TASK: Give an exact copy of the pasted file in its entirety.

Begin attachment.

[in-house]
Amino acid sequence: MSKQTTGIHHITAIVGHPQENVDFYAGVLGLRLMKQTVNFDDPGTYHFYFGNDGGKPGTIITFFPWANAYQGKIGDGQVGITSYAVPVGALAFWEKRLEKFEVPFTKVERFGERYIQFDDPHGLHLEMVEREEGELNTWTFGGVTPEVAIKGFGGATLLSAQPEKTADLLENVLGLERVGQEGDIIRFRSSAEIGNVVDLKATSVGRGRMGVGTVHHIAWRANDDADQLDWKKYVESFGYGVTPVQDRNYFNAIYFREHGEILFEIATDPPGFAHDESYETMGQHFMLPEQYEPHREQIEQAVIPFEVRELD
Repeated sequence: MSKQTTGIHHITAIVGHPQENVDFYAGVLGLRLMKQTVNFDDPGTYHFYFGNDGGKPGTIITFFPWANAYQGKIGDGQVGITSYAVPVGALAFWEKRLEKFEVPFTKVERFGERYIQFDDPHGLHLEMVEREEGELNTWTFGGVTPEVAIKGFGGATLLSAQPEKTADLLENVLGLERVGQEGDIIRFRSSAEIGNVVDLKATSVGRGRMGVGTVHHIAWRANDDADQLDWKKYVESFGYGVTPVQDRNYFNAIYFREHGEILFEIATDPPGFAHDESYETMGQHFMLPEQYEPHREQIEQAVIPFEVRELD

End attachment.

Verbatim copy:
[in-house]
Amino acid sequence: MSKQTTGIHHITAIVGHPQENVDFYAGVLGLRLMKQTVNFDDPGTYHFYFGNDGGKPGTIITFFPWANAYQGKIGDGQVGITSYAVPVGALAFWEKRLEKFEVPFTKVERFGERYIQFDDPHGLHLEMVEREEGELNTWTFGGVTPEVAIKGFGGATLLSAQPEKTADLLENVLGLERVGQEGDIIRFRSSAEIGNVVDLKATSVGRGRMGVGTVHHIAWRANDDADQLDWKKYVESFGYGVTPVQDRNYFNAIYFREHGEILFEIATDPPGFAHDESYETMGQHFMLPEQYEPHREQIEQAVIPFEVRELD
Repeated sequence: MSKQTTGIHHITAIVGHPQENVDFYAGVLGLRLMKQTVNFDDPGTYHFYFGNDGGKPGTIITFFPWANAYQGKIGDGQVGITSYAVPVGALAFWEKRLEKFEVPFTKVERFGERYIQFDDPHGLHLEMVEREEGELNTWTFGGVTPEVAIKGFGGATLLSAQPEKTADLLENVLGLERVGQEGDIIRFRSSAEIGNVVDLKATSVGRGRMGVGTVHHIAWRANDDADQLDWKKYVESFGYGVTPVQDRNYFNAIYFREHGEILFEIATDPPGFAHDESYETMGQHFMLPEQYEPHREQIEQAVIPFEVRELD